Whenever the national board meets, I usually write a preview of the meeting beforehand and a recap afterward, on the Region 2 blog, with links on Facebook and Twitter. SPJers have told me it’s the most reliable source of information about actions and discussions of the national board.

As an officer, I guarantee a consistent, thorough flow of information and discussion, both ways.

Why is SPJ important to you? What do you tell journalists who ask why they should join?
SPJ is a terrific, powerful outlet for supporting journalism — ethical standards, First Amendment rights, championing open government and public records, diversity, practical training. It’s a dynamic resource and a superb network. It connects journalists of like minds and interests and it amplifies our individual voices.

What is your best moment or achievement in journalism?
A few stand out, such as winning an award for an editorial supporting a high school girl who suffered in school for exercising her clear right not to stand for the Pledge of Allegiance.

But I have gotten the most satisfaction in broader ways.

As a reporter, it was both A) telling people’s stories and explaining what makes them tick and B) holding government bodies accountable in big and small ways.

I love love love Sunshine Week projects, publicly testing governments’ openness and transparency. This year, I led a Maryland-Delaware-D.C. Press Association study and multi-part package on police agencies greatly overcharging for documents — for no real reason other than tradition.

As an editor, I enjoy collaborating with reporters to strengthen their work.

[Back to Top]


At-Large Director
(Two-year term)

Choose two

Lauren Bartlett
@LBartlettLAWebsite

Current SPJ offices: Director At Large, SPJ national board; Ethics Committee member.

Current employment: Senior Director of University Communications, University of Southern California.

Previous SPJ experience: Director At Large, 2017 to present; Director At Large, 2010-2012; Ethics Committee member, 2010 to present; Finance Committee in 2011-2012; Communications Committee chair, 2011-2013; Public Outreach Committee chair from 2009-2010; Public Outreach Committee vice chair, 2008-2009; SPJ/LA Board of Directors, 1996-2014; president, SPJ/LA, 1998, 1999 and 2007; UCLA chapter, president, 1984.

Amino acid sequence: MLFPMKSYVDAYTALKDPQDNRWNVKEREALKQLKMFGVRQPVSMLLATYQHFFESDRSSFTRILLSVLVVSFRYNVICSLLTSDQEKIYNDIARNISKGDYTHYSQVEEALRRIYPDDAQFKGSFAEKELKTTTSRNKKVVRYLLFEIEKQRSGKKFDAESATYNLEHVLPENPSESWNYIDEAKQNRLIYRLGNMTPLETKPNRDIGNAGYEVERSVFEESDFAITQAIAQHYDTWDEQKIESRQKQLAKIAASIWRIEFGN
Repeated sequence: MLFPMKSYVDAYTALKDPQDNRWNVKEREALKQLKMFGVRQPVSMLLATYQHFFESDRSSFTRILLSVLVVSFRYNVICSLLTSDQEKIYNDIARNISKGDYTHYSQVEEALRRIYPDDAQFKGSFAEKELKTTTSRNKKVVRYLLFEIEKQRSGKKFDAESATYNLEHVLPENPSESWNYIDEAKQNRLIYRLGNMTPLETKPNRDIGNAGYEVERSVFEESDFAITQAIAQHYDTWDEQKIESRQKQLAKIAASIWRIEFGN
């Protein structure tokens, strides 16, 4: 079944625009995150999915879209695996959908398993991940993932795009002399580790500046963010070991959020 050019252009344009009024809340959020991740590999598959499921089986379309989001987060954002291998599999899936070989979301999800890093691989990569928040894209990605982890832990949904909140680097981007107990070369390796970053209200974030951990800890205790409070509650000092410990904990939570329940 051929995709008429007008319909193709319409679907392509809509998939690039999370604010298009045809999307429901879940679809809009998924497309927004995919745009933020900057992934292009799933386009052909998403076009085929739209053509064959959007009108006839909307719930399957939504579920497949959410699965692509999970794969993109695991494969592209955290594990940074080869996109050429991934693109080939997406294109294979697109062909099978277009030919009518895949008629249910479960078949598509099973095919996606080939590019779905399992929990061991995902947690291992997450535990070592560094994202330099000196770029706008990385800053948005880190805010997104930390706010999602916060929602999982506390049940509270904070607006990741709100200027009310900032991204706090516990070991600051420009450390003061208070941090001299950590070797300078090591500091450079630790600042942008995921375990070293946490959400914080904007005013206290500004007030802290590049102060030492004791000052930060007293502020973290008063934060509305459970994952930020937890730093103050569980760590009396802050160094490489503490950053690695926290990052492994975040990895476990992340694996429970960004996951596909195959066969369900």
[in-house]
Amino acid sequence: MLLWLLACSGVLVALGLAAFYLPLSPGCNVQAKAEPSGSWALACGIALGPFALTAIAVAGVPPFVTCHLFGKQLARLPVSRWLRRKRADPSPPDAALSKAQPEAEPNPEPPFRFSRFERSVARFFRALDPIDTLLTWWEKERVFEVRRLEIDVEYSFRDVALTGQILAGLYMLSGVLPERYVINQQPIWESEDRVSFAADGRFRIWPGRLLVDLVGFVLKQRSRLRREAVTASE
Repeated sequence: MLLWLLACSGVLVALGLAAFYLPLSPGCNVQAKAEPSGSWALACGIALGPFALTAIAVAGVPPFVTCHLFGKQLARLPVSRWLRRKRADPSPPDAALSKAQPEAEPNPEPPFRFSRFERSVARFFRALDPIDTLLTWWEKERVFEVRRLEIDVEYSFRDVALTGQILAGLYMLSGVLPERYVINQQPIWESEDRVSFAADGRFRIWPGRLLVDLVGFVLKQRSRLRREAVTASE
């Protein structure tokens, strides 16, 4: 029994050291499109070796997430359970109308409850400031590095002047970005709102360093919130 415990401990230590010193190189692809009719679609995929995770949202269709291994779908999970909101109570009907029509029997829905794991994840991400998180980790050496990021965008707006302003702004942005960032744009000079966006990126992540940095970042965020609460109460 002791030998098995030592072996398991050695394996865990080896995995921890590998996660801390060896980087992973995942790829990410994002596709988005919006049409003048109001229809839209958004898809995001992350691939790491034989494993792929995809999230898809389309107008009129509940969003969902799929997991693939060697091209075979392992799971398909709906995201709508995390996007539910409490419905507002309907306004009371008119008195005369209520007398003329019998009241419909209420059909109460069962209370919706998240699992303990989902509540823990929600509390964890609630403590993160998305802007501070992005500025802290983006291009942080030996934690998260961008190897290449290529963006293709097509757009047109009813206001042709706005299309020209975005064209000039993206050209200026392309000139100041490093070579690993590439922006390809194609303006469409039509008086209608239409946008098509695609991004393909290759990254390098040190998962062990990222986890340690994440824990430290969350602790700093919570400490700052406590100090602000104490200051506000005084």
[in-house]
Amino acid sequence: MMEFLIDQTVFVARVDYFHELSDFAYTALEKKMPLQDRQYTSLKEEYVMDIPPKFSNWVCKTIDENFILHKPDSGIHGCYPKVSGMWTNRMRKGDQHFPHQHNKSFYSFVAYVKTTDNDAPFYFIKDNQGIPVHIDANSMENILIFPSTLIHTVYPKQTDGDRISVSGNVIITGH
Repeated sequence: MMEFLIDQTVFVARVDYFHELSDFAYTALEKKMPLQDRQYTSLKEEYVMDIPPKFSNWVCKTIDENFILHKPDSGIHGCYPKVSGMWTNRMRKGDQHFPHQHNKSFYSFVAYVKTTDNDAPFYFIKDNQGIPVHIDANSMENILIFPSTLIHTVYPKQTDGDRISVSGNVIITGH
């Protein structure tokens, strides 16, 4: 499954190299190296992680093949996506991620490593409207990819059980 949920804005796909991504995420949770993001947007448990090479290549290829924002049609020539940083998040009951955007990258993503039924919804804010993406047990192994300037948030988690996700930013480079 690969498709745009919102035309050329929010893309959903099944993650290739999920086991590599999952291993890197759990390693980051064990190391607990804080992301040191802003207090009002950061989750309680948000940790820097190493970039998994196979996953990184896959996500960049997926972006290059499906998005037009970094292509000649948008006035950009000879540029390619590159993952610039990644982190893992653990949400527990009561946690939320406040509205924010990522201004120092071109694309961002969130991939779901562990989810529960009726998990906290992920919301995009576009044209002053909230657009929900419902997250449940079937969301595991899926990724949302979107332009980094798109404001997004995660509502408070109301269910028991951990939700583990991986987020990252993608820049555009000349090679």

Past work experience: Corporate communications, Blue Shield of California; media relations, Southern California Edison; media relations, UCLA; reporter, Los Angeles Daily Journal; The Associated Press, Los Angeles bureau.

Education: UCLA, bachelor’s degree in political science.

Honors, awards and activities: SPJ national, President’s Award for Distinguished Service, 2011; Howard S. Dubin Award Outstanding Pro Member Award, 2001.

Why I’m seeking this SPJ office: In these tough times for SPJ, we need directors whose resume shows not only concrete action but also a deep understanding of where we've been — so we can chart a path forward.

In my four years on the SPJ board, I’ve led and followed my fellow directors on many important initiatives — from big-picture issues (ethics) to governance issues (board transparency).

After two board members collectively embezzled tens of thousands of dollars, I chaired a task force with the unpleasant role of tightening financial controls so that never happens again. It was a thankless job, but it was crucial. During the last two years I've gathered board consensus and confronted two SPJ presidents to ensure our meetings are on time and transparent. Right now, I'm working with fellow directors to guarantee our search for a new executive director isn't shrouded in secrecy. In all of these things I've tried to gather consensus while doing what was right and be transparent. I haven't always been successful, but I believe SPJ needs those traits right now.

My platform is:
— Increasing public education efforts about what journalists do on behalf of society. With the president’s attacks on journalists, journalism and media organizations, we need to ensure that everyone from school children to senior citizens understand the difference between news and opinion. And knowing the difference between facts and propaganda also is crucial. A strong push for media literacy and partnerships with other journalism organizations and will help us achieve that goal.